FARMINGTON – A small non-profit is looking toward big changes ahead thanks to a recently awarded grant that is addressing the grand scheme of things, according to Literacy Volunteers of Franklin and Somerset County Executive Director Barbara Averill.
“We’ve come such a long way in the last year. It’s gratifying to receive such a vote of confidence,” Averill said.
The $36,000 Betterment Fund grant will be spread out over a three-year period- a characteristic that Averill said they were specifically looking for. The two-person staff at LV has secured $50,000 worth of grants in the last year alone, but only the Betterment Fund will be in place for an extended amount of time.
In addition to having a longer life, which offers a sense of security Averill said, the grant is also not program specific. Averill and her assistant, Sara Beech, can use the funds wherever they are needed. In Averill’s opinion, that was a no-brainer.
“We want to look at opportunities in the northern region [of the county] that build collaboration. We know the need is there, but we also know that you can’t just go lolling into a community and say ‘here we are, come on in,'” she said.
Thanks to the grant, Averill, Beech and the 72 volunteers that make up LV have begun the process of searching for two new anchor sites for programming. The sites would serve as hubs “to spoke from,” according to Averill, allowing the small team to double the geographic area they currently serve. Right now, Literacy Volunteers impacts 460 people through tutoring, traveling libraries and family literacy activities. In 2018 they gave away nearly 1,500 free books.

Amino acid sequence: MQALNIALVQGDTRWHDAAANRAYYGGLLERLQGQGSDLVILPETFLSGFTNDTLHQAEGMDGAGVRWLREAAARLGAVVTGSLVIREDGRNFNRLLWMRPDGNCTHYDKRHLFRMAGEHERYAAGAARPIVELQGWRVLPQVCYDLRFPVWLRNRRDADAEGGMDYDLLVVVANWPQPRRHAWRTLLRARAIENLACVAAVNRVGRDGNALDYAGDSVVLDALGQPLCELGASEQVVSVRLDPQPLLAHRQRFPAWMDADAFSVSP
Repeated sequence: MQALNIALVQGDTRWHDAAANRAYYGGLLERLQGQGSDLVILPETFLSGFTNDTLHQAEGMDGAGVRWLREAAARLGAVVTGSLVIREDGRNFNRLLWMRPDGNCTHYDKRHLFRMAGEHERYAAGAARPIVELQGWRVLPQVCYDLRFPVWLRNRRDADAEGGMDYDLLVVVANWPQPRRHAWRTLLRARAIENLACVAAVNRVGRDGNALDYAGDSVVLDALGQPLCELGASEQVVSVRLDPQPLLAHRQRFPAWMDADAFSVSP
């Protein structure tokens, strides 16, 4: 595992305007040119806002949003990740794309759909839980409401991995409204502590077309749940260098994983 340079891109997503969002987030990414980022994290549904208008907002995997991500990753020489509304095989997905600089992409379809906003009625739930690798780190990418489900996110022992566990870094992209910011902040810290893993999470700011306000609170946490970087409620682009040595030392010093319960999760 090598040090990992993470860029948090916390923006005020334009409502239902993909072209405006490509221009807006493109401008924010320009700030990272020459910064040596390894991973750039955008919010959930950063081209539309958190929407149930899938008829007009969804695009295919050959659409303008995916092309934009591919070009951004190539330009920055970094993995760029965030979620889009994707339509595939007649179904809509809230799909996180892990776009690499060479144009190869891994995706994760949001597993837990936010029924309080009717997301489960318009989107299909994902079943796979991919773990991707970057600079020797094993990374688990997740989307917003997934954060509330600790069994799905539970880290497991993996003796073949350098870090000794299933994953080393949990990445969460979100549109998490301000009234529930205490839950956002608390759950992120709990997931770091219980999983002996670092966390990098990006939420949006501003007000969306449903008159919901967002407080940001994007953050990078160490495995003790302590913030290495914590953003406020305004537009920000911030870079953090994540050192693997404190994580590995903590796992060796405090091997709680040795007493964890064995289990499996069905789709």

“What we’ve learned is that when we collaborate and when we pool together what we have to offer, we can do so much more,” Averill said.
Specifically, the grant money will help to outfit the new hubs with teaching material for the tutors, as well as hire a tutor coordinator, a grant writer and support improvements for the organization’s website. It will cover roughly 10 percent of the total operating budget for the next three years, Averill said.
“We’ve been bootstraps for the last four years, and I mean bootstraps. We use every strap of what we have to work with. And yeah, we can do it, because it’s the power of the people not the money; however, it’s really hard to build the people infrastructure without the people. You have to have the leadership and organization and volunteer management- the infrastructure which provides the scaffolding foundation in order to sustain,” Averill said. “It’s grassroots, people-driven action. Everything I do now, I see a direct result. That’s why I love my work.”
For more about Literacy Volunteers click here.